Asked how the US balances ties with the two nations, Lavoy said “We don’t try to balance India and Pakistan, I think probably in previous years, US government have tried to balance these two. That is not the approach of this government. We pursue interests and promote our values with each country around the world independently…”
Lavoy said the Obama administration had spent a lot of time “deepening the expanding array of interests and values we have with India and we wish that were to be case with Pakistan”.
“We work very hard with Pakistan to turn that into a productive, mutually beneficial relationship and I’m sure the next administration will continue these tendencies.”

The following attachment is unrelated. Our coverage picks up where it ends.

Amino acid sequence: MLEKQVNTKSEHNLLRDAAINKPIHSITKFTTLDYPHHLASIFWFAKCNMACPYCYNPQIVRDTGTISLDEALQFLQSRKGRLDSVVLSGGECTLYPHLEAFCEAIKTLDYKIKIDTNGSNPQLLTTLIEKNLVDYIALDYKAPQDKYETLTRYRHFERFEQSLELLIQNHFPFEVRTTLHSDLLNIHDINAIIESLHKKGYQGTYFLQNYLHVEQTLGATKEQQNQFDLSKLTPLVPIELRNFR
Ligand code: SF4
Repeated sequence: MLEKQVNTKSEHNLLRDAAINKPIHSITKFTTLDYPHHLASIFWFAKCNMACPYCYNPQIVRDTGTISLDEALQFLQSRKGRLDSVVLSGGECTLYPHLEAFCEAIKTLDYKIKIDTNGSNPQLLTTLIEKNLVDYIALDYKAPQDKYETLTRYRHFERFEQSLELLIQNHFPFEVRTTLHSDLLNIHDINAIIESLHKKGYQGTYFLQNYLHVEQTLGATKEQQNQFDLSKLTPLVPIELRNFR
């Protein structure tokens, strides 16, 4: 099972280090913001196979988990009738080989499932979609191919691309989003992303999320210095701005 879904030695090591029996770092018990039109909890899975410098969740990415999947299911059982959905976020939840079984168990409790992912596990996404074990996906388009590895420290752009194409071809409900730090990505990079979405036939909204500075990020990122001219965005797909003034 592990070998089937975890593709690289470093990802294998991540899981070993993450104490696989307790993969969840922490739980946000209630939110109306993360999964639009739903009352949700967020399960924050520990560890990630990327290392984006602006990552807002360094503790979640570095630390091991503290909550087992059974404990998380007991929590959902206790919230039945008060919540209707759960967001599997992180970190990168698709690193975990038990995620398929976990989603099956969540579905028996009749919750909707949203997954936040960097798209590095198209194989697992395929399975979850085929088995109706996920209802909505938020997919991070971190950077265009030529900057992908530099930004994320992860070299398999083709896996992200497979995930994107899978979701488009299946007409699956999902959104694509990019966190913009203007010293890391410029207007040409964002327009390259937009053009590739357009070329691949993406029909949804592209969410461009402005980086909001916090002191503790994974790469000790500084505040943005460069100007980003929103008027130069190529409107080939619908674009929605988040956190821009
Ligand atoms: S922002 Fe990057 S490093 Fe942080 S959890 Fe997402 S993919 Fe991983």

Lavoy’s articulation is, thus, freighted with reassurance and caution to both countries. With strong condemnation of Uri and the phrasing about India’s anger, Washington has effectively overlooked India’s surgical strikes -- but it is also indicating to Delhi that the latter must weigh the costs of escalation. He acknowledged Pakistan’s continuing relevance but by expressing empathy with Indian perceptions he indicates that Washington will no longer let fears of nuclear conflict reflexively condition its response to crisis in South Asia. US’ response will instead be shaped by the particularities of the next terror attack and the justifiability of India’s response.